I want to be done. This burn-out thing is getting old and I want to move on. I want to have stamina for the things I love to do. I long for a sharp mind and a strong body.
My body begs for rest and more rest.
Burn-out feels like the quiet extinguishing of my flame, a silent thief.
Back when I thought that for a woman to be biblical she had to become empty and exhausted, I ignored all of my own needs. Instead of creating spaces in my life for me to breathe, I suffocated myself with tasks and ideals and it never made me more biblical.
Maybe that’s the real thief. This running around, emptying ourselves, this belief that being “biblical” has more to do with our handiwork than God’s work in our lives. We give and give and give and it’s true. Sacrifice is godly. But, the emptiness that comes from doing it all, it throws water on the very embers of our soul that God intends to fan into flames.
And that’s the difference.
Burn-out is teaching me that. But, my anxious soul is rushing this slow process of restoration and refreshment. And, every time I rush out of that process, my body protests and hijacks me out of my busyness and back into forced rest. Yeah, I’ve tried to go AWOL a few times. But, my assignment is rest. It’s learning to slow down and stop rushing. It’s experiencing the glory of the fall colours and the tickle of a snowflake melting on my face. It’s sitting with my toddlers and cuddling over and over again. It’s letting the dust settle on the things I was busy doing and dusting off the things I’ve been neglecting. It’s love and life on a slow simmer.
That spring, years ago when the earth rushed out of winter and into summer (think t-shirts and shorts in a time when we typically shovel snow), the blueberries died and the apple orchards failed to yield an abundant harvest. I think that’s what happens when we rush. We might feel the excitement of the warmth of the sun but all of it is premature and causes the best harvest to fail.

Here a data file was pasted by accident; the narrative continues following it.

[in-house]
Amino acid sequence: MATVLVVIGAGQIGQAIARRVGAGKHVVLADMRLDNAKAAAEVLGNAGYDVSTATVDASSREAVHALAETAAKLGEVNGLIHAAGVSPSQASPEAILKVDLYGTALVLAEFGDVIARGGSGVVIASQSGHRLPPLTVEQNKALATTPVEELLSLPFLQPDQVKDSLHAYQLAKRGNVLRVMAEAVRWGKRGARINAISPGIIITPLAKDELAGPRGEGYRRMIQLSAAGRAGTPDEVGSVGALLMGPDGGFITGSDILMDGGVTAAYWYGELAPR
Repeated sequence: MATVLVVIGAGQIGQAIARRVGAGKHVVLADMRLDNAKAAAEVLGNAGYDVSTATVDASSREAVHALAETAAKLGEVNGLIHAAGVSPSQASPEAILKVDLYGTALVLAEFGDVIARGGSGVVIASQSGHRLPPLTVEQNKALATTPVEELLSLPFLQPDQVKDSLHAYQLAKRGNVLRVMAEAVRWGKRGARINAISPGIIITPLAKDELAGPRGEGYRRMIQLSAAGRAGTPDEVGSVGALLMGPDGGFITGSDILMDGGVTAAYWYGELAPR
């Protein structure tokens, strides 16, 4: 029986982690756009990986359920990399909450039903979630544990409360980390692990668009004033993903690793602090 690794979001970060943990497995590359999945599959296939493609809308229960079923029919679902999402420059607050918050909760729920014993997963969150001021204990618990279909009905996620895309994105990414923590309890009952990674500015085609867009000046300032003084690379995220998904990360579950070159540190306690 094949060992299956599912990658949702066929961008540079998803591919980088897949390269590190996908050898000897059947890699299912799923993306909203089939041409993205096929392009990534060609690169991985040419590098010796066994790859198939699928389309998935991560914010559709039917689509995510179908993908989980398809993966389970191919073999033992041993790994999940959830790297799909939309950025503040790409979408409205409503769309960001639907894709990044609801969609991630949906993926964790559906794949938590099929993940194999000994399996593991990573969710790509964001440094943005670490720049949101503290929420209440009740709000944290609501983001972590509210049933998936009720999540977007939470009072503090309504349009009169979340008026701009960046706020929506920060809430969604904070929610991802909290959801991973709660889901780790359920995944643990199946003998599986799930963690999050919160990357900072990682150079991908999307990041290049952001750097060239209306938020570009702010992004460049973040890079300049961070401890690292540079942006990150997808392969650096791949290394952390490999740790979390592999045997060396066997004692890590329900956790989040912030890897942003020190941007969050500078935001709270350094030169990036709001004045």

I’m trying to remember this.
God is good at reminding me how, that day so many years ago when I was in premature labour at 24 weeks with my first baby, I was rushing. I wanted to have my baby that day because I couldn’t wait to meet him. The nurse on duty understood that, as well as the risks and losses we would be forced to confront if our baby came at 24 weeks. Her determination and patience stopped my labour and forced me to do exactly what I needed to: wait. I think I may have even felt a bit annoyed.
All these years later, I’m still annoyed. Annoyed that I have to wait again.
The thing is, burn-out is not what extinguishes your flame. Burn out is your body’s way of protecting what’s left of the embers. If you are patient, burn-out will teach you how to really live your best life and will, like that wonderful wise nurse, stop you from rushing through this life, protecting you from losing things like strength, time, love, family, faith.
Think of it this way. In the story of Mary who sat at the feet of Jesus and Martha who fussed in the kitchen, one chose rest and the other chose busyness.
Which will you choose? (Remember, the dishes can wait).
Have you or are you experiencing burn-out? What did you learn? How did it change you? I’d love to hear from you in the comments.
Woman holding candle: photo credit: <a href=”https://www.flickr.com/photos/calamity_photography/4726912910/”>Www.CourtneyCarmody.com/</a> via <a href=”http://photopin.com”>photopin</a> <a href=”http://creativecommons.org/licenses/by-sa/2.0/”>cc</a>